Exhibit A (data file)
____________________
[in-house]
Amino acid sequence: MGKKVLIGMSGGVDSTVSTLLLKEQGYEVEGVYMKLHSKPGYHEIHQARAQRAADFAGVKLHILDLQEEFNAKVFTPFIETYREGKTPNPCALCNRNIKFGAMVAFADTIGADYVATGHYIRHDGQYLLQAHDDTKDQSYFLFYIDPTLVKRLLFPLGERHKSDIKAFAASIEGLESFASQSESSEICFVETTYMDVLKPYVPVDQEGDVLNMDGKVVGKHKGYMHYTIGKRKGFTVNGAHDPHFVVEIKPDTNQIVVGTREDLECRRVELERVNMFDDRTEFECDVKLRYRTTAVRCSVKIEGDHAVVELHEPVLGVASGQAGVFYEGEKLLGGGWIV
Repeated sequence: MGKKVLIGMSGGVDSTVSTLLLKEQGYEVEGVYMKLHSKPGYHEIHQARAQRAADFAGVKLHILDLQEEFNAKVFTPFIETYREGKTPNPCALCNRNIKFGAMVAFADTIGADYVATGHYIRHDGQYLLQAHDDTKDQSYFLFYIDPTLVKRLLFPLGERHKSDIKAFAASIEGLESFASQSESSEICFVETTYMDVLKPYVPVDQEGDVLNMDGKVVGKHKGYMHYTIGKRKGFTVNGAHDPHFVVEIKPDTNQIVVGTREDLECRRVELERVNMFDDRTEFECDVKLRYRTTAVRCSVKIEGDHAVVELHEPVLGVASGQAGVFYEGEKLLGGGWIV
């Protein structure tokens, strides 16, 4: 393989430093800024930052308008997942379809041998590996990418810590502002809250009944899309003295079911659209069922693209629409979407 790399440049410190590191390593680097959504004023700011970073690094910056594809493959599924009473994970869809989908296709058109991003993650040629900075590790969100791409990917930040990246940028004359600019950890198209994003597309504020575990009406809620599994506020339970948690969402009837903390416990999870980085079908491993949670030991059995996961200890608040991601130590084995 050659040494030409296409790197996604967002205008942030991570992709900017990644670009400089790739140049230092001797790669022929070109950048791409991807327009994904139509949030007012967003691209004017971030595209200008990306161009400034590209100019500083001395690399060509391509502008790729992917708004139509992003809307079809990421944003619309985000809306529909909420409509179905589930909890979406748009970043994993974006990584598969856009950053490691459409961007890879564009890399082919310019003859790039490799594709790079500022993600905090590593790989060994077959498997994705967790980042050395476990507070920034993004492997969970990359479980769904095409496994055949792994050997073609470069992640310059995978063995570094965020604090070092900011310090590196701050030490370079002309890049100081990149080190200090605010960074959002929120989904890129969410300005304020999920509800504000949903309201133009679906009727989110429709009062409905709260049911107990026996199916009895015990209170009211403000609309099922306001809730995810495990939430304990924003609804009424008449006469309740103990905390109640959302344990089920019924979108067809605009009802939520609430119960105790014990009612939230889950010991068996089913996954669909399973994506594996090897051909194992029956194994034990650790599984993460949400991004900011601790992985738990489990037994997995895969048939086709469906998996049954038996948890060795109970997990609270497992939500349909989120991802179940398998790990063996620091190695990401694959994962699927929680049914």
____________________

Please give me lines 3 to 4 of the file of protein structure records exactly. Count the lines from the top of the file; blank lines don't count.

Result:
Repeated sequence: MGKKVLIGMSGGVDSTVSTLLLKEQGYEVEGVYMKLHSKPGYHEIHQARAQRAADFAGVKLHILDLQEEFNAKVFTPFIETYREGKTPNPCALCNRNIKFGAMVAFADTIGADYVATGHYIRHDGQYLLQAHDDTKDQSYFLFYIDPTLVKRLLFPLGERHKSDIKAFAASIEGLESFASQSESSEICFVETTYMDVLKPYVPVDQEGDVLNMDGKVVGKHKGYMHYTIGKRKGFTVNGAHDPHFVVEIKPDTNQIVVGTREDLECRRVELERVNMFDDRTEFECDVKLRYRTTAVRCSVKIEGDHAVVELHEPVLGVASGQAGVFYEGEKLLGGGWIV
């Protein structure tokens, strides 16, 4: 393989430093800024930052308008997942379809041998590996990418810590502002809250009944899309003295079911659209069922693209629409979407 790399440049410190590191390593680097959504004023700011970073690094910056594809493959599924009473994970869809989908296709058109991003993650040629900075590790969100791409990917930040990246940028004359600019950890198209994003597309504020575990009406809620599994506020339970948690969402009837903390416990999870980085079908491993949670030991059995996961200890608040991601130590084995 050659040494030409296409790197996604967002205008942030991570992709900017990644670009400089790739140049230092001797790669022929070109950048791409991807327009994904139509949030007012967003691209004017971030595209200008990306161009400034590209100019500083001395690399060509391509502008790729992917708004139509992003809307079809990421944003619309985000809306529909909420409509179905589930909890979406748009970043994993974006990584598969856009950053490691459409961007890879564009890399082919310019003859790039490799594709790079500022993600905090590593790989060994077959498997994705967790980042050395476990507070920034993004492997969970990359479980769904095409496994055949792994050997073609470069992640310059995978063995570094965020604090070092900011310090590196701050030490370079002309890049100081990149080190200090605010960074959002929120989904890129969410300005304020999920509800504000949903309201133009679906009727989110429709009062409905709260049911107990026996199916009895015990209170009211403000609309099922306001809730995810495990939430304990924003609804009424008449006469309740103990905390109640959302344990089920019924979108067809605009009802939520609430119960105790014990009612939230889950010991068996089913996954669909399973994506594996090897051909194992029956194994034990650790599984993460949400991004900011601790992985738990489990037994997995895969048939086709469906998996049954038996948890060795109970997990609270497992939500349909989120991802179940398998790990063996620091190695990401694959994962699927929680049914």